Jules Michelet (Paris, 21 August 1798 – Hyères, 9 February 1874) was a French historian, author and philosopher. In his work, Histoire de France (History of France), Michelet was the first historian to use and define the word Renaissance (‘rebirth’ in French), for a period in Europe’s cultural history that represented a drastic break from the Middle Ages.
His father was a master printer, and Jules assisted him in the actual work of the press. A place was offered him in the imperial printing office, but his father was able to send him to the famous Collège or Lycée Charlemagne, where he distinguished himself. He passed the university examination in 1821, and was soon appointed to a professorship of history in the Collège Rollin. Shortly after this, in 1824, he married. This was one of the most favourable periods ever for scholars and men of letters in France, and Michelet had powerful patrons in Abel-François Villemain and Victor Cousin, among others. Although he was very interested in politics, having embraced republicanism and a peculiar variety of romantic free-thought, he was above all a man of letters, and an inquirer into the history of the past.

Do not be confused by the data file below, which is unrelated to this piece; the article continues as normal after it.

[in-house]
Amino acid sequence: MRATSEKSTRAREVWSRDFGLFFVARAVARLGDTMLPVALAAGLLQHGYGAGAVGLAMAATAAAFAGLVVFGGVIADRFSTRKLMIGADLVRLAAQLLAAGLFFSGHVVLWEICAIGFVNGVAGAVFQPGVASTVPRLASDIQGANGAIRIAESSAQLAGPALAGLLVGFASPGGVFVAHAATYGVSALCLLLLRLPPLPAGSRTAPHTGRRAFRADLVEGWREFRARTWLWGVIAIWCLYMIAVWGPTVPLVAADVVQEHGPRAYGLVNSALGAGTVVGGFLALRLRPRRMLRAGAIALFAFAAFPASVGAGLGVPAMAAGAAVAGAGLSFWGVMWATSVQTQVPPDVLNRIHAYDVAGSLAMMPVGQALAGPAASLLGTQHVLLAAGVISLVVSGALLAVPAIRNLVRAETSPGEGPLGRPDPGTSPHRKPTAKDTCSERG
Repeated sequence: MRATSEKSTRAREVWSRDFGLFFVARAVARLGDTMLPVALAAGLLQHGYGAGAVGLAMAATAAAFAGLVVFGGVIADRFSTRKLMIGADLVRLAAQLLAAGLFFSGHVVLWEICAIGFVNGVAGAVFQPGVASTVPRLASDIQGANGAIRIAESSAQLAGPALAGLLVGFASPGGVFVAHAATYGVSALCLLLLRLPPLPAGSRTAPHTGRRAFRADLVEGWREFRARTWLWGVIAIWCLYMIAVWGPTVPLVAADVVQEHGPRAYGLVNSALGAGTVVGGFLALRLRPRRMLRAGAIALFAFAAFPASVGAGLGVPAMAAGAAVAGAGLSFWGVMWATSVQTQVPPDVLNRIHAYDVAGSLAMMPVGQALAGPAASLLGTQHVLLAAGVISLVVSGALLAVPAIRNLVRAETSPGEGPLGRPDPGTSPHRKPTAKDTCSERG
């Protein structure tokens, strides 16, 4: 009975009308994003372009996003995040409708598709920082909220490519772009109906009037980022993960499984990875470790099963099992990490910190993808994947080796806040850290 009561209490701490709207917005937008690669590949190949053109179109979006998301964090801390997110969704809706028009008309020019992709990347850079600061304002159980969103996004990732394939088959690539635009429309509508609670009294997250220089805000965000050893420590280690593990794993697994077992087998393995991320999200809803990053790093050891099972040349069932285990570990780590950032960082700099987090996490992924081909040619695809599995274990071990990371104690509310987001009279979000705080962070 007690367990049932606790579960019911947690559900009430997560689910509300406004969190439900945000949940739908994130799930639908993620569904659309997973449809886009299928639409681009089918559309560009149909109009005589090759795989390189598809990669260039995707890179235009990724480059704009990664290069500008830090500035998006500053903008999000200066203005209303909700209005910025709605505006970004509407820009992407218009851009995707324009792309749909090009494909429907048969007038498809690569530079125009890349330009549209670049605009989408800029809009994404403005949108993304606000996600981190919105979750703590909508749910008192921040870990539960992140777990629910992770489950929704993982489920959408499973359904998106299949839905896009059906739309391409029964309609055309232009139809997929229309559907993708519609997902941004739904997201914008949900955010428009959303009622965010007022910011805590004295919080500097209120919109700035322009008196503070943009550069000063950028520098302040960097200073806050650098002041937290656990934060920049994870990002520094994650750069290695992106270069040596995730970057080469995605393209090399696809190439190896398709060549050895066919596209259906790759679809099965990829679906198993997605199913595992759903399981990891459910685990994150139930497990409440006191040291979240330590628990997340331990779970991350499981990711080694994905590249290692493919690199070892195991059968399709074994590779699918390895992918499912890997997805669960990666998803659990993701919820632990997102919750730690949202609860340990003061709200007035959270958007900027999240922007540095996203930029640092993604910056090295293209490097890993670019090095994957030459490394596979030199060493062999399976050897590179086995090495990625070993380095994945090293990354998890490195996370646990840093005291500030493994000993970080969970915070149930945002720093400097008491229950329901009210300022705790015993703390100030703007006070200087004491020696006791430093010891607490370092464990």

Read more about Jules Micheletin in the Post Scriptum of 'Sorceress'.